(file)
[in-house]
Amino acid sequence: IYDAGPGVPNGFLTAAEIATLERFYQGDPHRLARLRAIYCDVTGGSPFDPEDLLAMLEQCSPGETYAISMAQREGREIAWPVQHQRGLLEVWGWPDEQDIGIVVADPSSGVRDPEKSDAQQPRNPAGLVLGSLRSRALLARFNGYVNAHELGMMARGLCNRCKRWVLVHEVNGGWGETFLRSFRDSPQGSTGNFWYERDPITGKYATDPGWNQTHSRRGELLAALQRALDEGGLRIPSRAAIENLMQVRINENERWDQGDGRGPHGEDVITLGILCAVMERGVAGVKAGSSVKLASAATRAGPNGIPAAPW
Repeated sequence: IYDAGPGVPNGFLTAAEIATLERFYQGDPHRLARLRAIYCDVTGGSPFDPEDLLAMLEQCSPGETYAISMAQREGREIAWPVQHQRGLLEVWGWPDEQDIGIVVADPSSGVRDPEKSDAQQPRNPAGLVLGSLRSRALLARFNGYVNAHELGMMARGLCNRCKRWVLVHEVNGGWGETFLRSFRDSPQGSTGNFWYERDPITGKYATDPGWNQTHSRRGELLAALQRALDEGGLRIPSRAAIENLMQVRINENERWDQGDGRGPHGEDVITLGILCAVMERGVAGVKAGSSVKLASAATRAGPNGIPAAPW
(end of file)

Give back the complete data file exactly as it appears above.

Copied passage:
[in-house]
Amino acid sequence: IYDAGPGVPNGFLTAAEIATLERFYQGDPHRLARLRAIYCDVTGGSPFDPEDLLAMLEQCSPGETYAISMAQREGREIAWPVQHQRGLLEVWGWPDEQDIGIVVADPSSGVRDPEKSDAQQPRNPAGLVLGSLRSRALLARFNGYVNAHELGMMARGLCNRCKRWVLVHEVNGGWGETFLRSFRDSPQGSTGNFWYERDPITGKYATDPGWNQTHSRRGELLAALQRALDEGGLRIPSRAAIENLMQVRINENERWDQGDGRGPHGEDVITLGILCAVMERGVAGVKAGSSVKLASAATRAGPNGIPAAPW
Repeated sequence: IYDAGPGVPNGFLTAAEIATLERFYQGDPHRLARLRAIYCDVTGGSPFDPEDLLAMLEQCSPGETYAISMAQREGREIAWPVQHQRGLLEVWGWPDEQDIGIVVADPSSGVRDPEKSDAQQPRNPAGLVLGSLRSRALLARFNGYVNAHELGMMARGLCNRCKRWVLVHEVNGGWGETFLRSFRDSPQGSTGNFWYERDPITGKYATDPGWNQTHSRRGELLAALQRALDEGGLRIPSRAAIENLMQVRINENERWDQGDGRGPHGEDVITLGILCAVMERGVAGVKAGSSVKLASAATRAGPNGIPAAPW